to the door—the pig grunting in tune to each hurried step, each

of his wet breaths puffing into tiny clouds, a small storm brewing.

 

Writing Prompts:

Do you have a favorite swear word(s)? Are there swear words particular to your family?

Write about someone trying to hide scandalous behavior from someone else.

Write about curfews a person, a town, or region that has a curfew.

Write about something that lurks in the shadow. If you like anthropomorphize it.

Write about someone who would dance if you got into trouble.

Write about preparing to spend time with family.

Waiting to be Rescued

It’s hurricane season, something taken very seriously in the south and elsewhere. This poem and the quote offered don’t resolve the many problems that arise when your world is changed irrevocably, but words can be a comfort when your thoughts and feelings are linked to another fellow being. Be safe and brave out there. May you receive the help you need.

“Nature repairs her ravages – but not all. The uptorn trees are not rooted again; the parted hills are left scarred: if there is a new growth, the trees are not the same as the old, and the hills underneath their green vesture bear the marks of the past rending. To the eyes that have dwelt on the past, there is no thorough repair.”       George Eliot

 

Waiting to be Rescued                                                                     Maxine Kumin

 

There are two kinds of looting,

the police chief explained.

When they break into convenience stores

for milk, juice, sanitary products,

we look the other way.

 

When they hijack liquor, guns,

ammunition, we have to go in

and get them even though

we’ve got no place to put them.

 

Hoard what you’ve got,

huddle in the shade by day,

pull anything that’s loose

over you at night, and wait

to be plucked by helicopter,

 

saved by pleasure craft,

coast guard skiff,

air mattress, kiddie pool,

upside down cardboard box

that once held grapefruit juice

 

or toilet paper, and remember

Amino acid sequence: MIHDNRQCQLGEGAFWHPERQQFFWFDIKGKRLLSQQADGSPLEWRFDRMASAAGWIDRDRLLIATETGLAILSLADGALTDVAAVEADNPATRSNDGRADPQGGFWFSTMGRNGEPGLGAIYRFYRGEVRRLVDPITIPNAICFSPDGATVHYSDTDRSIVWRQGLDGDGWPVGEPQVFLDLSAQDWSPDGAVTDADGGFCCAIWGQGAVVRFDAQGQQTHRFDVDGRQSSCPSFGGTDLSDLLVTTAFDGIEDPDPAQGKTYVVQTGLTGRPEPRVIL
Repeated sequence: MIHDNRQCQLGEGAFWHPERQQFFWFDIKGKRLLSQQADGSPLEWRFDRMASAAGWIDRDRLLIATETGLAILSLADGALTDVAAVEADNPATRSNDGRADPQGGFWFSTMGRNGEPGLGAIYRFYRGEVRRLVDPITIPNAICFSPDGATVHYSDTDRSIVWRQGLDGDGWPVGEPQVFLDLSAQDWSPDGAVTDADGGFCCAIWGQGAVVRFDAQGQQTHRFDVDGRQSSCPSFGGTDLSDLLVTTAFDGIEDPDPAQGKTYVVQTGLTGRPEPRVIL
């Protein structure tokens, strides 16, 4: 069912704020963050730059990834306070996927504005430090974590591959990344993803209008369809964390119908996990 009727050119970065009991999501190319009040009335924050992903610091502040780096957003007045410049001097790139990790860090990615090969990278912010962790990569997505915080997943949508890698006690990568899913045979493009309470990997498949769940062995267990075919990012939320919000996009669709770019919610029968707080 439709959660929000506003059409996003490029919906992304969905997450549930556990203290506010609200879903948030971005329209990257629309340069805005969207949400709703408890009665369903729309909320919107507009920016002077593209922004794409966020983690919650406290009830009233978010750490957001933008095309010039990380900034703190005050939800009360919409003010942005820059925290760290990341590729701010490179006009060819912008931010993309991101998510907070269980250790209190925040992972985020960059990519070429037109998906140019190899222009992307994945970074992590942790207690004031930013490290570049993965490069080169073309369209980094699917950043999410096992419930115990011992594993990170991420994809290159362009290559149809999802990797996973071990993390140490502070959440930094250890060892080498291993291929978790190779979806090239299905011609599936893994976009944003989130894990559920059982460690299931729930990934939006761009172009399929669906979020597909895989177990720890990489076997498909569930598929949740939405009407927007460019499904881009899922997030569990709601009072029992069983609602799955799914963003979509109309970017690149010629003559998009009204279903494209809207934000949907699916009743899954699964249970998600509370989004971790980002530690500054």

what Neruda said: poetry

should be useful and usable

like metal and cereal.

Five days without shelter,

take whatever’s useful.

Why We Must Struggle

Do we really know why bad things happen or why life is sometimes difficult? I surely don’t and I always look for things to ease up. Often it is my attitude or perspective that needs the greatest adjustment.

Why We Must Struggle                Kay Ryan

If we have not struggled
as hard as we can
at our strongest
how will we sense
the shape of our losses
or know what sustains
us longest or name
what change costs us,
saying how strange
it is that one sector
of the self can step in
for another in trouble,
how loss activates
a latent double, how
we can feed
as upon nectar
upon need?

The Arrival of the Bee Box

Can we celebrate Sylvia Plath’s short legacy enough? How many of us started reading her in high school and have never forgotten her brave life?  She and her husband did order bees and make other moves toward self sufficiency before he left her and before she died. In this poem you may find the scope of her pain and some hope for a future. I include a quote as well from The Bell Jar which came out shortly before her death.

“I felt my lungs inflate with the inrush of scenery—air, mountains, trees, people, I thought, ‘This is what it is to be happy.’”                                             Sylvia Plath, The Bell Jar

The Arrival of the Bee Box                                                  Sylvia Plath

I ordered this, clean wood box

Square as a chair and almost too heavy to lift.

I would say it was the coffin of a midget

Or a square baby

Were there not such a din in it.

 

The box is locked, it is dangerous.

I have to live with it overnight

And I can’t keep away from it.

There are no windows, so I can’t see what is in there.

There is only a little grid, no exit.

 

I put my eye to the grid.

It is dark, dark,

With the swarmy feeling of African hands

Minute and shrunk for export,

Black on black, angrily clambering.

 

How can I let them out?

It is the noise that appalls me most of all,

The unintelligible syllables.

It is like a Roman mob,

Small, taken one by one, but my god, together!

 

I lay my ear to furious Latin.

I am not a Caesar.

I have simply ordered a box of maniacs.

They can be sent back.

They can die, I need feed them nothing, I am the owner.

 

I wonder how hungry they are.

I wonder if they would forget me

If I just undid the locks and stood back and turned into a tree.

There is the laburnum, its blond colonnades,

And the petticoats of the cherry.

 

They might ignore me immediately

In my moon suit and funeral veil.

I am no source of honey

So why should they turn on me?

Tomorrow I will be sweet God, I will set them free.

 

The box is only temporary.

 

*Laburnum is an European tree with poisonous seed pods.